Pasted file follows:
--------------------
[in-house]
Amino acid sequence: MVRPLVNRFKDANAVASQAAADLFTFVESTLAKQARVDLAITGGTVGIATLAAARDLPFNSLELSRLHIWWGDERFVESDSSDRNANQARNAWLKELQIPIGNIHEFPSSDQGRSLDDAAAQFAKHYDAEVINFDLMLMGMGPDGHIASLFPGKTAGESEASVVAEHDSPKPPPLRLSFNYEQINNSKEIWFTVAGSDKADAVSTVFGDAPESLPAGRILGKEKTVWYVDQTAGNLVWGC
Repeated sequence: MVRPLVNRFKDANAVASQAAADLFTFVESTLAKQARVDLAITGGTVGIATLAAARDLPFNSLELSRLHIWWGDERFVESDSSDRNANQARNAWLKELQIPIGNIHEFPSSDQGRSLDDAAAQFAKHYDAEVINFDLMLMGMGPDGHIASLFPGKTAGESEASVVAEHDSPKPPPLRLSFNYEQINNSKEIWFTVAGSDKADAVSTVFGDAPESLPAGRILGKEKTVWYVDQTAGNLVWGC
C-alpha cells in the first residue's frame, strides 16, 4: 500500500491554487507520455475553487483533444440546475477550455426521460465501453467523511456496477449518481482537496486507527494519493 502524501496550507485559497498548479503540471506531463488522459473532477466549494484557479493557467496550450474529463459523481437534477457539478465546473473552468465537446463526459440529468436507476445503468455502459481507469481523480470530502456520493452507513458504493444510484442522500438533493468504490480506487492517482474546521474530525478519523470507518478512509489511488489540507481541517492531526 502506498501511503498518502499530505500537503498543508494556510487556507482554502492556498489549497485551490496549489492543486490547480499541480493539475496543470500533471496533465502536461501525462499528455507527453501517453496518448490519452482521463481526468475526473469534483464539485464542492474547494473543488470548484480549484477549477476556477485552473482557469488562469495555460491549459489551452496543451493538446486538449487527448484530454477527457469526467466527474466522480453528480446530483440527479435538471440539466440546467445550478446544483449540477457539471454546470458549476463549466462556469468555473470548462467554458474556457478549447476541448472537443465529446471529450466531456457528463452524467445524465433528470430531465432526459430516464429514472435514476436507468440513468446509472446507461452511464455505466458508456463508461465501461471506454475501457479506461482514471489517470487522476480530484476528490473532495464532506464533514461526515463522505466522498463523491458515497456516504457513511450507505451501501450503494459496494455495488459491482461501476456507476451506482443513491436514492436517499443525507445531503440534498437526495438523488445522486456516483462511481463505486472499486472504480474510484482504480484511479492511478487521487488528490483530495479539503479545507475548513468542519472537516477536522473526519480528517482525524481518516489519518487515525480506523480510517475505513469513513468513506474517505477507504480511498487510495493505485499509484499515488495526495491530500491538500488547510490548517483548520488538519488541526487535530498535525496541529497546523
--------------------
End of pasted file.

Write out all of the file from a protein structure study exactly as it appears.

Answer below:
[in-house]
Amino acid sequence: MVRPLVNRFKDANAVASQAAADLFTFVESTLAKQARVDLAITGGTVGIATLAAARDLPFNSLELSRLHIWWGDERFVESDSSDRNANQARNAWLKELQIPIGNIHEFPSSDQGRSLDDAAAQFAKHYDAEVINFDLMLMGMGPDGHIASLFPGKTAGESEASVVAEHDSPKPPPLRLSFNYEQINNSKEIWFTVAGSDKADAVSTVFGDAPESLPAGRILGKEKTVWYVDQTAGNLVWGC
Repeated sequence: MVRPLVNRFKDANAVASQAAADLFTFVESTLAKQARVDLAITGGTVGIATLAAARDLPFNSLELSRLHIWWGDERFVESDSSDRNANQARNAWLKELQIPIGNIHEFPSSDQGRSLDDAAAQFAKHYDAEVINFDLMLMGMGPDGHIASLFPGKTAGESEASVVAEHDSPKPPPLRLSFNYEQINNSKEIWFTVAGSDKADAVSTVFGDAPESLPAGRILGKEKTVWYVDQTAGNLVWGC
C-alpha cells in the first residue's frame, strides 16, 4: 500500500491554487507520455475553487483533444440546475477550455426521460465501453467523511456496477449518481482537496486507527494519493 502524501496550507485559497498548479503540471506531463488522459473532477466549494484557479493557467496550450474529463459523481437534477457539478465546473473552468465537446463526459440529468436507476445503468455502459481507469481523480470530502456520493452507513458504493444510484442522500438533493468504490480506487492517482474546521474530525478519523470507518478512509489511488489540507481541517492531526 502506498501511503498518502499530505500537503498543508494556510487556507482554502492556498489549497485551490496549489492543486490547480499541480493539475496543470500533471496533465502536461501525462499528455507527453501517453496518448490519452482521463481526468475526473469534483464539485464542492474547494473543488470548484480549484477549477476556477485552473482557469488562469495555460491549459489551452496543451493538446486538449487527448484530454477527457469526467466527474466522480453528480446530483440527479435538471440539466440546467445550478446544483449540477457539471454546470458549476463549466462556469468555473470548462467554458474556457478549447476541448472537443465529446471529450466531456457528463452524467445524465433528470430531465432526459430516464429514472435514476436507468440513468446509472446507461452511464455505466458508456463508461465501461471506454475501457479506461482514471489517470487522476480530484476528490473532495464532506464533514461526515463522505466522498463523491458515497456516504457513511450507505451501501450503494459496494455495488459491482461501476456507476451506482443513491436514492436517499443525507445531503440534498437526495438523488445522486456516483462511481463505486472499486472504480474510484482504480484511479492511478487521487488528490483530495479539503479545507475548513468542519472537516477536522473526519480528517482525524481518516489519518487515525480506523480510517475505513469513513468513506474517505477507504480511498487510495493505485499509484499515488495526495491530500491538500488547510490548517483548520488538519488541526487535530498535525496541529497546523